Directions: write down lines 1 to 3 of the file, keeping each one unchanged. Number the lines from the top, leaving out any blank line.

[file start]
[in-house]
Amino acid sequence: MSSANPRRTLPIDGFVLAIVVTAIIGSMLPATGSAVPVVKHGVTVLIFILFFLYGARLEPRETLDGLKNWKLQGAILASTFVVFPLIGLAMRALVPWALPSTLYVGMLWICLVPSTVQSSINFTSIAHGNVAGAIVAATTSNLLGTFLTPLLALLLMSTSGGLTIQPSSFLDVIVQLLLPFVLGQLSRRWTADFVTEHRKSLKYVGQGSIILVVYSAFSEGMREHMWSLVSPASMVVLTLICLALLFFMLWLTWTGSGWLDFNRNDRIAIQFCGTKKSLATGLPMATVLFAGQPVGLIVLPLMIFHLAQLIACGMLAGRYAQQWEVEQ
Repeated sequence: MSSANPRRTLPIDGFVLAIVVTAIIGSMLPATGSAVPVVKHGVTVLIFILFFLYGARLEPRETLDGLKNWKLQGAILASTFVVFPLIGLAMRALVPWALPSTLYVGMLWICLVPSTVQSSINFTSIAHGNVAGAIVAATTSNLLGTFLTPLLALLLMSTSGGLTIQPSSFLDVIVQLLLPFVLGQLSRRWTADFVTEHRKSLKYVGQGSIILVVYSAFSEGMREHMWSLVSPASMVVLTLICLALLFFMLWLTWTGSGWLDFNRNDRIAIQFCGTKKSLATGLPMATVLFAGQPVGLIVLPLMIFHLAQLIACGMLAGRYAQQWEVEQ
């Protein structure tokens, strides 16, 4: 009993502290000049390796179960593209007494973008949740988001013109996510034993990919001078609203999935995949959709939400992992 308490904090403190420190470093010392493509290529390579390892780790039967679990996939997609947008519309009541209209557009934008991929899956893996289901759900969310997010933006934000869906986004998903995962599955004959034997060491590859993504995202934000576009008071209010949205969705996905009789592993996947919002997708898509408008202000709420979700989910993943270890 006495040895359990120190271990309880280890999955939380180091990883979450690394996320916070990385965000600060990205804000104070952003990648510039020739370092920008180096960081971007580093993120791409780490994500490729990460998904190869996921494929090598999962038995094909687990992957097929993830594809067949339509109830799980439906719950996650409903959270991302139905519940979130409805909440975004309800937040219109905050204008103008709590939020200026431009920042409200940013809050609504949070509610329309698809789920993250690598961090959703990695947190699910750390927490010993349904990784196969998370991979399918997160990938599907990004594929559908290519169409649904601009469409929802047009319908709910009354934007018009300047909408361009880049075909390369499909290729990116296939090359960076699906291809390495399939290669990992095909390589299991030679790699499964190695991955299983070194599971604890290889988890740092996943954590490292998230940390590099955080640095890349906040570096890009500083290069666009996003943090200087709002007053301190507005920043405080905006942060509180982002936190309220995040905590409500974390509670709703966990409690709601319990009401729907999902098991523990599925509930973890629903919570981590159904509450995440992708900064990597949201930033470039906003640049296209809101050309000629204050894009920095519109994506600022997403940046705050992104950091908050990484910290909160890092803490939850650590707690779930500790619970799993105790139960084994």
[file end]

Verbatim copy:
[in-house]
Amino acid sequence: MSSANPRRTLPIDGFVLAIVVTAIIGSMLPATGSAVPVVKHGVTVLIFILFFLYGARLEPRETLDGLKNWKLQGAILASTFVVFPLIGLAMRALVPWALPSTLYVGMLWICLVPSTVQSSINFTSIAHGNVAGAIVAATTSNLLGTFLTPLLALLLMSTSGGLTIQPSSFLDVIVQLLLPFVLGQLSRRWTADFVTEHRKSLKYVGQGSIILVVYSAFSEGMREHMWSLVSPASMVVLTLICLALLFFMLWLTWTGSGWLDFNRNDRIAIQFCGTKKSLATGLPMATVLFAGQPVGLIVLPLMIFHLAQLIACGMLAGRYAQQWEVEQ
Repeated sequence: MSSANPRRTLPIDGFVLAIVVTAIIGSMLPATGSAVPVVKHGVTVLIFILFFLYGARLEPRETLDGLKNWKLQGAILASTFVVFPLIGLAMRALVPWALPSTLYVGMLWICLVPSTVQSSINFTSIAHGNVAGAIVAATTSNLLGTFLTPLLALLLMSTSGGLTIQPSSFLDVIVQLLLPFVLGQLSRRWTADFVTEHRKSLKYVGQGSIILVVYSAFSEGMREHMWSLVSPASMVVLTLICLALLFFMLWLTWTGSGWLDFNRNDRIAIQFCGTKKSLATGLPMATVLFAGQPVGLIVLPLMIFHLAQLIACGMLAGRYAQQWEVEQ